Norah Lofts

Last updated
Norah Lofts Norah Lofts.jpg
Norah Lofts

Norah Lofts, néeNorah Ethel Robinson, (27 August 1904 10 September 1983) was a 20th-century best-selling British author. She wrote more than fifty books specialising in historical fiction, but she also wrote non-fiction and short stories. Many of her novels, including her Suffolk Trilogy, follow the history of specific houses and their residents over several generations.

Contents

Personal life

Northgate House, Bury St Edmunds, home to Lofts from 1955 until her death in 1983 Bury St Edmunds - Northgate House.jpg
Northgate House, Bury St Edmunds, home to Lofts from 1955 until her death in 1983

Lofts was born in Shipdham, Norfolk to Isaac Robinson and Ethel Garner, and grew up in Bury St Edmunds where was educated at Guildhall Feoffment Girls School and the County Grammar School for Girls in the town. In 1925 she attained a teaching diploma from Norwich Training College. [1]

She married Geoffrey Lofts in 1931 [2] with whom she had one son, Clive. Geoffrey died in 1948. [3] Lofts wed her second husband, a technical consultant to the British Sugar Corporation at the town's sugar beet factory, Robert Jorisch in 1949. [4] [5] She stood as a Town Councillor for Bury St Edmunds from 1957 to 1962, [6] where she died in 1983.

Work

She also wrote under the pen names Peter Curtis and Juliet Astley. Lofts chose to release her murder-mystery novels under the pen name Peter Curtis because she did not want the readers of her historic fiction to pick up a murder-mystery novel and expect classic Lofts historical fiction. However, the murders still show characteristic Lofts elements. Most of her historical novels fall into two general categories: biographical novels about queens, among them Anne Boleyn, Isabella I of Castile, and Catherine of Aragon; and novels set in East Anglia centered around the fictitious town of Baildon (patterned largely on Bury St. Edmunds). Her creation of this fictitious area of England is reminiscent of Thomas Hardy's creation of "Wessex"; and her use of recurring characters such that the protagonist of one novel appears as a secondary character in others is even more reminiscent of William Faulkner's work set in "Yoknapatawpha County," Mississippi. Lofts' work set in East Anglia in the 1930s and 1940s shows great concern with the very poor in society and their inability to change their conditions. Her approach suggests an interest in the social reformism that became a feature of British post-war society.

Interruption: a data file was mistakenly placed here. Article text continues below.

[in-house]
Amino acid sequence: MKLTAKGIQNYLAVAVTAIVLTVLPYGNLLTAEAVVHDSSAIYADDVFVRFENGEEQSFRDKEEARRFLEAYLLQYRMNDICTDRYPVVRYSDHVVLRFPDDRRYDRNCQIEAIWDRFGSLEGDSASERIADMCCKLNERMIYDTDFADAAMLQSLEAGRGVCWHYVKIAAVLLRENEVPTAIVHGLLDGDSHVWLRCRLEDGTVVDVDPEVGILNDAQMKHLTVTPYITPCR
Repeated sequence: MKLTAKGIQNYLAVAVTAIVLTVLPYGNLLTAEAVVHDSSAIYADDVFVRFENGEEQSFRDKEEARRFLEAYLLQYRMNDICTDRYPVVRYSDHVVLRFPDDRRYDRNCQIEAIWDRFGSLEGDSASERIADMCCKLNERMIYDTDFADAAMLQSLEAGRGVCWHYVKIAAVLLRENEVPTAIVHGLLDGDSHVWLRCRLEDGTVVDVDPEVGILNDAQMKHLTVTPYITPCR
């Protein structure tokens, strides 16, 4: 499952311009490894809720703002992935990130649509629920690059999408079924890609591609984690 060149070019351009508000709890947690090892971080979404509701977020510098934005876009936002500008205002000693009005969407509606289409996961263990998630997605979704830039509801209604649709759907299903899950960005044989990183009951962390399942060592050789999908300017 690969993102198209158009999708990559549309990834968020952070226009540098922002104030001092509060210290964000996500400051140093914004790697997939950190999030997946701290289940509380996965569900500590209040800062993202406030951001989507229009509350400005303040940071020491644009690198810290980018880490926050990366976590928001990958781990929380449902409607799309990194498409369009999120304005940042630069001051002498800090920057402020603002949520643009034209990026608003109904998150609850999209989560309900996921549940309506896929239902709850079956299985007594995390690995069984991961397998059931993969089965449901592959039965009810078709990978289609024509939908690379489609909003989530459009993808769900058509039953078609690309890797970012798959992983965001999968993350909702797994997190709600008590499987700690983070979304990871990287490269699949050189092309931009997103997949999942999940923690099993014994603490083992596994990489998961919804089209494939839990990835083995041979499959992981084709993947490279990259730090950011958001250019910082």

She was not afraid to tackle potentially sensitive subjects; her version of the Nativity, with backstories of Mary, Joseph, the Magi, the shepherds - even the innkeeper - is rendered in How Far To Bethlehem? as is the ill-fated Donner Party expedition in Road to Revelation (aka Winter Harvest).

Several of her novels were turned into films. Jassy was filmed as Jassy (1947) starring Margaret Lockwood and Dennis Price. You're Best Alone was filmed as Guilt Is My Shadow (1950). The Devil's Own (also known as The Little Wax Doll and Catch As Catch Can) was filmed as The Witches (1966). The film 7 Women (1966) was directed by John Ford and very loosely based on the story "Chinese Finale" by Norah Lofts. Her books still have a devoted international readership, notably on the Goodreads website. [7]

Honours

In the United States, she won a National Book Award for I Met a Gypsy, voted by members of the American Booksellers Association. Specifically, her collection was "the 'forgotten book' of the year [1936] that least deserved to be forgotten" (subsequently termed the Bookseller Discovery). Alfred Knopf represented her at the ceremony. [8]